BANNER: Union with Christ (Ferguson)

At the recent Banner of Truth Trust Ministers’ Conference, Dr Sinclair Ferguson brought two messages to the 300+ men gathered on the topic: “Union with Christ.” Both are worthy of your listening/purchasing (and I hope to do so soon).

My notes cannot do justice to what was presented, but let me share a few things from the first session….

Scripture text read: Colossians 3:1-17.

The aim of Colossians 2-3 (and these addresses by Dr Ferguson) is: to teach believers about their union with Christ, and so combat several disfunctions in the local church. Believing “on” Christ and union “with” Him is not built on a concept borrowed from classical Greek, but is rather a new, gospel-born concept.

As such, it is also a primary tool for pastoral ministry. Indeed, the way we approach and do ministry will reflect (and depend upon) our view of the Christian’s life — and his union with Christ.

False teachers in Colossae were advocating some (false) way to spiritual ‘fullness’. Isn’t this similar to our own day, when ‘fullness’ is being offered to Christians apart from Christ? It seems that so many brethren “live below the privileges” that are theirs in Christ.

The Basic Pattern of Apostolic Teaching/Preaching.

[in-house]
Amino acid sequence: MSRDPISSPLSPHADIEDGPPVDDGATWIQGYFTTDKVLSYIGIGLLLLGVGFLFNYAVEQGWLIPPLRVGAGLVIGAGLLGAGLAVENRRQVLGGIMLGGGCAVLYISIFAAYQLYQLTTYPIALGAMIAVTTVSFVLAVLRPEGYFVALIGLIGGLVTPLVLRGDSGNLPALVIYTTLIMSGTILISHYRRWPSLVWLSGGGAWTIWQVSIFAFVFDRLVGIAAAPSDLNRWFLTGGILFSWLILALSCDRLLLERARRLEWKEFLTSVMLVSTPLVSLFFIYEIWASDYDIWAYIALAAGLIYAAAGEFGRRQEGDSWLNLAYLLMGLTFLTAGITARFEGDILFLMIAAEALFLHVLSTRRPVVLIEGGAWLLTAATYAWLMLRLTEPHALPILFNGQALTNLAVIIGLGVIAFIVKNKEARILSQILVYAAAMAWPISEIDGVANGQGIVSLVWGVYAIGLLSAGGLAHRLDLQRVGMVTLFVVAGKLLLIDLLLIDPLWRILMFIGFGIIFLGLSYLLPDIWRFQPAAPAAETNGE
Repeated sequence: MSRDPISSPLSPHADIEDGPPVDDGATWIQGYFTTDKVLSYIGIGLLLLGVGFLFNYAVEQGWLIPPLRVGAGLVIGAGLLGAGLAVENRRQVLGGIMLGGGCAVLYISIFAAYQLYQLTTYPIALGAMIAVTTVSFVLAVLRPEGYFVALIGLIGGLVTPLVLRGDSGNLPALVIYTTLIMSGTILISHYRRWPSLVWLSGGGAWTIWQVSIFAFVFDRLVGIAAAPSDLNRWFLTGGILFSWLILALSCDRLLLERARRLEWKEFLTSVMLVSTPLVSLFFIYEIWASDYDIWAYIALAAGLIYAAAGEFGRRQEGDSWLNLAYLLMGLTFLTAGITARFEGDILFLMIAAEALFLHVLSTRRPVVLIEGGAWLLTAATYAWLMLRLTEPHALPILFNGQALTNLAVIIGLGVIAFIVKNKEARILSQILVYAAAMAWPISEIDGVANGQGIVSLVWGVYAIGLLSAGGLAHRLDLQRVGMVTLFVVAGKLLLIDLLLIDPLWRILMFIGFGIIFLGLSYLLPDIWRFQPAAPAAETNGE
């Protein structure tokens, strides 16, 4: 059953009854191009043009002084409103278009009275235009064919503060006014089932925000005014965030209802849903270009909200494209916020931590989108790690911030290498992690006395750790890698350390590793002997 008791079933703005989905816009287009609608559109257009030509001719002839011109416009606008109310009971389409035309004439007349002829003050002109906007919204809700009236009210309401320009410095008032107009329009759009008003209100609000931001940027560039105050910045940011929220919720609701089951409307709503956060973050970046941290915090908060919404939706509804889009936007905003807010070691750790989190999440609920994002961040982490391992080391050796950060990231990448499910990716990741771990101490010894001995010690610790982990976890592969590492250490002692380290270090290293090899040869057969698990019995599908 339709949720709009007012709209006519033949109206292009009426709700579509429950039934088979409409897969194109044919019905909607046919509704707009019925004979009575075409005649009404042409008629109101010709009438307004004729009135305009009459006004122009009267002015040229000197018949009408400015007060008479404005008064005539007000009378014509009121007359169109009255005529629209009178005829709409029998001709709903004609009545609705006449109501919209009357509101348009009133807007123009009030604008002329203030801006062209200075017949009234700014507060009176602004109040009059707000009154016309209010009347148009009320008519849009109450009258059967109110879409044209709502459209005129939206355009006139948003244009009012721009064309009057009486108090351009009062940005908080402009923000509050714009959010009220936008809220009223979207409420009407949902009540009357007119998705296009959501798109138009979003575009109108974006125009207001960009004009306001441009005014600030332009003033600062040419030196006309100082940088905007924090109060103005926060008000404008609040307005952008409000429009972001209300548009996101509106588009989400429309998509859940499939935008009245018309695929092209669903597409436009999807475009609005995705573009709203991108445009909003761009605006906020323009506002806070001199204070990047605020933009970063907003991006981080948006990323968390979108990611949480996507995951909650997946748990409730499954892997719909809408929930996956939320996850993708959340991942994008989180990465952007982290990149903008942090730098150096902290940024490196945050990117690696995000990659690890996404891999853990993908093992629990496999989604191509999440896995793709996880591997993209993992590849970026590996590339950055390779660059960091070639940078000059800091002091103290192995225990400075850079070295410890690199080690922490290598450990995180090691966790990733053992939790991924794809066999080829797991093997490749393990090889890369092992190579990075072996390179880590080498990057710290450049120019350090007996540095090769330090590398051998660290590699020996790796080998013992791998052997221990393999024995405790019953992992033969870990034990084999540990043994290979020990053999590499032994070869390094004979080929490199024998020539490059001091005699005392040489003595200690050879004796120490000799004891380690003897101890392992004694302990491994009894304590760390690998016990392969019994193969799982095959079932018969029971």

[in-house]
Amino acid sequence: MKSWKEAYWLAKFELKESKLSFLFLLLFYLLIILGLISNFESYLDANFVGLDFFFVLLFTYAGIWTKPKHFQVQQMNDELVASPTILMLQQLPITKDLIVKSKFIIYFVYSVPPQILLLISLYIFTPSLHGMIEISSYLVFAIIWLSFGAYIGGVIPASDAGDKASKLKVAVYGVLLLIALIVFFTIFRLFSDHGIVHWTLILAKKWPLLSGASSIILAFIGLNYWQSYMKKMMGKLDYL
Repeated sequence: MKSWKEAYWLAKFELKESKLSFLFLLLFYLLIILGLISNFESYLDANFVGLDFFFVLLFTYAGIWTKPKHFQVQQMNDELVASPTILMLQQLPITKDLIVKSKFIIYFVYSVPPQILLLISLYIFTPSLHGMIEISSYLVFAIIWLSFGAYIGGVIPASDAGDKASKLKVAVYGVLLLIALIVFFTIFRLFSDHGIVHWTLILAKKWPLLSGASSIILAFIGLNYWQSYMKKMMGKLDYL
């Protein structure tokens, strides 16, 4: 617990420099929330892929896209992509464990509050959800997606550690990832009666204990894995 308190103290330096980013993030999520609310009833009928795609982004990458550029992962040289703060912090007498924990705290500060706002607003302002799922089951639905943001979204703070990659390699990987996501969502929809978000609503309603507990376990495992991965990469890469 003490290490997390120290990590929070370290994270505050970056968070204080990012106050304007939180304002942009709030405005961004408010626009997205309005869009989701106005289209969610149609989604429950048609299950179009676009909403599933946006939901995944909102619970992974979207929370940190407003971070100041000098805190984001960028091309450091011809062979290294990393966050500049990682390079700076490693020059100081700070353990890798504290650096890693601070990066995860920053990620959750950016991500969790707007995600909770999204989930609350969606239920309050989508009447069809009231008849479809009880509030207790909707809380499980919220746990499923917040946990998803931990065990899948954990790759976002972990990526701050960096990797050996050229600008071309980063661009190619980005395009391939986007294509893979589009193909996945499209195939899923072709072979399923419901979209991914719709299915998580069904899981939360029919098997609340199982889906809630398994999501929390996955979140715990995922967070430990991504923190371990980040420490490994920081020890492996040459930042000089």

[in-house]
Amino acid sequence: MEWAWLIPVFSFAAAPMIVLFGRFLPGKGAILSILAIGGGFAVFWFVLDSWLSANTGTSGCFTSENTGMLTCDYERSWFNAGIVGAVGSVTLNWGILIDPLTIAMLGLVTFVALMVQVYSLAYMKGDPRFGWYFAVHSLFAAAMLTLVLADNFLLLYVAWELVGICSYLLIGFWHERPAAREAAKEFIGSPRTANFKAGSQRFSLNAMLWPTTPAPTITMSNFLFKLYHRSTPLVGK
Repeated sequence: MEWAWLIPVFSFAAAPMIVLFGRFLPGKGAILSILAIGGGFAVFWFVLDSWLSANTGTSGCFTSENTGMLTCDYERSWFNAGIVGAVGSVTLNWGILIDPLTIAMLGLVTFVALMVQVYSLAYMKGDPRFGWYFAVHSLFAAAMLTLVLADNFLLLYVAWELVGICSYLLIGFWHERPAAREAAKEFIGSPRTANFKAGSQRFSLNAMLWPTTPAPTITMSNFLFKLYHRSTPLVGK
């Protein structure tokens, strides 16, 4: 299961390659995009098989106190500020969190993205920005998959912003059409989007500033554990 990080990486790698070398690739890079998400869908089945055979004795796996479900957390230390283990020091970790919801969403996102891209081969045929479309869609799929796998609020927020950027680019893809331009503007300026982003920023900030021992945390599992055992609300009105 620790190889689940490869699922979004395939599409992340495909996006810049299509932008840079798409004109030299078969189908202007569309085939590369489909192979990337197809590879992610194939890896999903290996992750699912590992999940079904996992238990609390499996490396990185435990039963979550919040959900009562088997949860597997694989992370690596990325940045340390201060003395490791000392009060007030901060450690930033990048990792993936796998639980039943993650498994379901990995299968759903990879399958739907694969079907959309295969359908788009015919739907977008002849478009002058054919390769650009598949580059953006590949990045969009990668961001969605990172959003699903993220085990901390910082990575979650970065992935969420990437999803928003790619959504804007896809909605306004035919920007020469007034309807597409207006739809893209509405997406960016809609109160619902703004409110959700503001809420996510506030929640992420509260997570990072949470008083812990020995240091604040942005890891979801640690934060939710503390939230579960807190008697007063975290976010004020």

(1) There is a GRAMMAR imbedded in how Paul speaks of Christ. It is like learning a new language that you want to speak well. We must learn the gospel imperatives, and how they are rooted in the gospel indicatives…. [This grammar metaphor was wonderfully developed and employed by Dr Ferguson throughout the rest of the address.]

(2) There is a CHRONOLOGY of the gospel. The present Christian life is rooted not so much in the present, but rooted in the past — in the person and work of Christ!

(3) There is a GEOGRAPHY of the gospel. Col. 3:3 (“your life is hidden with Christ in God”) — do we recall this daily? We are born-from-above; we ought to speak with heaven’s accent.

(4) There is a RYTHYM of the gospel. (Col. 3:5, put off… put on…).

The Basic Substance of Apostolic Exposition. (from details of Col. 1-2-3).
• the person … to whom we are united (Christology)
• the manner … in which we’re united (a mutuality, we have Him and He has us…)
• the extent … we are united

Knowing who we are in Christ forms and transforms us. Thus, Christ ought to be the dominant theme in all our ministry.

Amen. pdb

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